We want to provide a more complete picture of our efforts to combat lead poisoning than was described in Colin Woodard’s April 9 story.

For nearly two decades, we have worked closely together to increase investments and champion policies that protect our children and families from this dangerous and too often unseen problem. Our partnership began in 1999, when we held a field hearing at Lewiston City Hall on childhood lead poisoning.

Since then, we have made great strides in reducing the lead in homes and other buildings, but much work remains to be done.

As the current chairman and ranking member of the Transportation, Housing and Urban Development Appropriations Subcommittee, we have continued our effort to improve lead abatement in housing. Last year, we secured significant funding to reduce lead-based hazards in the 2017 THUD funding bill.

The bill also included a provision we authored requiring the Department of Housing and Urban Development to lower its acceptable threshold of lead in children, allowing for an earlier lead abatement response for children living in subsidized housing. The bipartisan legislation passed the Appropriations Committee unanimously and passed the Senate with overwhelming support.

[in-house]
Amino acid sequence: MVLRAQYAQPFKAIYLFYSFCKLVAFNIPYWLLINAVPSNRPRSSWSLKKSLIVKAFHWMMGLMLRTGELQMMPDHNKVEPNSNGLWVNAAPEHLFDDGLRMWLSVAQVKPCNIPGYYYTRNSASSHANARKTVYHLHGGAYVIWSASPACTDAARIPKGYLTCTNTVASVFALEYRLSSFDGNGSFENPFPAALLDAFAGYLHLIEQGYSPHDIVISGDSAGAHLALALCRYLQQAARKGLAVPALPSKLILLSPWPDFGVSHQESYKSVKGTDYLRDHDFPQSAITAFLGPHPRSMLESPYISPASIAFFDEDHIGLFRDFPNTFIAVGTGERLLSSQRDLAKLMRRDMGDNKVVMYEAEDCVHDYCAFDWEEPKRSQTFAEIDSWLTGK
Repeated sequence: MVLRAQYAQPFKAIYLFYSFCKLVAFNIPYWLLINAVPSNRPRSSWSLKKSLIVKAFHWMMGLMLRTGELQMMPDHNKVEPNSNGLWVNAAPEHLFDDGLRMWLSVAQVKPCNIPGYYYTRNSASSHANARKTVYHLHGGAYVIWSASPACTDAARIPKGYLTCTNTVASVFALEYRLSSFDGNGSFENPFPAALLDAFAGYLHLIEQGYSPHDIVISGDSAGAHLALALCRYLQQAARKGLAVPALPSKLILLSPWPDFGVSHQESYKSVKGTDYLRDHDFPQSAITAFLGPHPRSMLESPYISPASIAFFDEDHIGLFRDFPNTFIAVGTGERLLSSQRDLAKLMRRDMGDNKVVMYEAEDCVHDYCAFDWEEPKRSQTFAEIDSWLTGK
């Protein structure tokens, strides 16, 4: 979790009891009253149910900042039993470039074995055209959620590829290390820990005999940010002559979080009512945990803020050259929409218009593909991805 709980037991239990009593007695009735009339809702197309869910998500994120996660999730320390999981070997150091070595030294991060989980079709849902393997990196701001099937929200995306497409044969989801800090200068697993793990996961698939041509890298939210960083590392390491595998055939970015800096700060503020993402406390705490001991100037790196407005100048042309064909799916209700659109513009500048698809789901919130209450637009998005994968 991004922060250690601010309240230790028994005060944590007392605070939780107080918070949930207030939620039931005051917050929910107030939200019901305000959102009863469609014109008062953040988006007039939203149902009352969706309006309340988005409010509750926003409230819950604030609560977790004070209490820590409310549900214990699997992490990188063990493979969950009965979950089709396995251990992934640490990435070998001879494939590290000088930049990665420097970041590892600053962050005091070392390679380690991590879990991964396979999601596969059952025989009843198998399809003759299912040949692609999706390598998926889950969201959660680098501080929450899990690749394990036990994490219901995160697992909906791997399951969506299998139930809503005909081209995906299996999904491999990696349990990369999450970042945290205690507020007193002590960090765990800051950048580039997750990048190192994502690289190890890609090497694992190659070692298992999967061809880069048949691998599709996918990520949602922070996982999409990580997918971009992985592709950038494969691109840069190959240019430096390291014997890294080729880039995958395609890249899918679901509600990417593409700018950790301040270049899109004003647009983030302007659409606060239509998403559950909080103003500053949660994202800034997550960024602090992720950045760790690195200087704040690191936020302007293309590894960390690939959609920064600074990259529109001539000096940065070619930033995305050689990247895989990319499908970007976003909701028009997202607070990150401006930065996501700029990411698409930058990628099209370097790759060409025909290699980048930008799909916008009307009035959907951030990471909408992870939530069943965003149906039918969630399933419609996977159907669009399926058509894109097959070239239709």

We are proud to lead Congress’ effort to reduce lead hazards, and as the appropriations process moves forward, we intend to build on this bipartisan commitment to preventing lead poisoning. We look forward to continuing to work with our colleagues on both sides of the aisle to eradicate this health threat.


U.S. Sen. Susan Collins, R-Maine

chairman, Transportation, Housing and Urban Development Appropriations Subcommittee

U.S. Sen. Jack Reed, D-R.I.

ranking member, THUD Appropriations Subcommittee


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